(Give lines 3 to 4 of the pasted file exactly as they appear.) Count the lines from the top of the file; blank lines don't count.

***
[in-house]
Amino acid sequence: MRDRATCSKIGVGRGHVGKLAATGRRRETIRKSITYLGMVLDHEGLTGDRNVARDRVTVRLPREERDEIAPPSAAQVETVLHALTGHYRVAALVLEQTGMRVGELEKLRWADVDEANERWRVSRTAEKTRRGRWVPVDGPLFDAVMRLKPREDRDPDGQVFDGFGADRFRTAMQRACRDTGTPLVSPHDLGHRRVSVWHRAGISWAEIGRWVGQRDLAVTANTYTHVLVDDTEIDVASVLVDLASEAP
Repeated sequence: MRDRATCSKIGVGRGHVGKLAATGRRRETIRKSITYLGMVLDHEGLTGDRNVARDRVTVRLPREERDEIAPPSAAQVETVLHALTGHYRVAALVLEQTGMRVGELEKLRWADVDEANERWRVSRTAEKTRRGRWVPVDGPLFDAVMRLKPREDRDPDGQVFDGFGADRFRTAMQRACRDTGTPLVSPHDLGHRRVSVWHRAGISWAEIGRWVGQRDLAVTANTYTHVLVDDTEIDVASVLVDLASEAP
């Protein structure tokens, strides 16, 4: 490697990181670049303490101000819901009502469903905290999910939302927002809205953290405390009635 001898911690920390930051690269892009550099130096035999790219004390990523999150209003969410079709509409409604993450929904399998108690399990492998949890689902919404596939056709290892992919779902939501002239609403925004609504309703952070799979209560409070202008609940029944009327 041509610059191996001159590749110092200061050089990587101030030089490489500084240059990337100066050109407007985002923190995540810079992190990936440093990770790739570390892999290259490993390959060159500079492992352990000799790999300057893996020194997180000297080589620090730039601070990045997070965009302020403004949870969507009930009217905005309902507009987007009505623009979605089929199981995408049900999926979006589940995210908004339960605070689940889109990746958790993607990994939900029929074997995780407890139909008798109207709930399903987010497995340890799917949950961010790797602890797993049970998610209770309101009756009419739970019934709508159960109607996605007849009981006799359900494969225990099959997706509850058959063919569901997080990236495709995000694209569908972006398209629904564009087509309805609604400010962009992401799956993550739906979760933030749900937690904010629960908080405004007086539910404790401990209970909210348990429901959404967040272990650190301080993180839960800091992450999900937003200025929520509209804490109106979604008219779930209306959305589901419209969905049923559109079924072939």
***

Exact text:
Repeated sequence: MRDRATCSKIGVGRGHVGKLAATGRRRETIRKSITYLGMVLDHEGLTGDRNVARDRVTVRLPREERDEIAPPSAAQVETVLHALTGHYRVAALVLEQTGMRVGELEKLRWADVDEANERWRVSRTAEKTRRGRWVPVDGPLFDAVMRLKPREDRDPDGQVFDGFGADRFRTAMQRACRDTGTPLVSPHDLGHRRVSVWHRAGISWAEIGRWVGQRDLAVTANTYTHVLVDDTEIDVASVLVDLASEAP
């Protein structure tokens, strides 16, 4: 490697990181670049303490101000819901009502469903905290999910939302927002809205953290405390009635 001898911690920390930051690269892009550099130096035999790219004390990523999150209003969410079709509409409604993450929904399998108690399990492998949890689902919404596939056709290892992919779902939501002239609403925004609504309703952070799979209560409070202008609940029944009327 041509610059191996001159590749110092200061050089990587101030030089490489500084240059990337100066050109407007985002923190995540810079992190990936440093990770790739570390892999290259490993390959060159500079492992352990000799790999300057893996020194997180000297080589620090730039601070990045997070965009302020403004949870969507009930009217905005309902507009987007009505623009979605089929199981995408049900999926979006589940995210908004339960605070689940889109990746958790993607990994939900029929074997995780407890139909008798109207709930399903987010497995340890799917949950961010790797602890797993049970998610209770309101009756009419739970019934709508159960109607996605007849009981006799359900494969225990099959997706509850058959063919569901997080990236495709995000694209569908972006398209629904564009087509309805609604400010962009992401799956993550739906979760933030749900937690904010629960908080405004007086539910404790401990209970909210348990429901959404967040272990650190301080993180839960800091992450999900937003200025929520509209804490109106979604008219779930209306959305589901419209969905049923559109079924072939």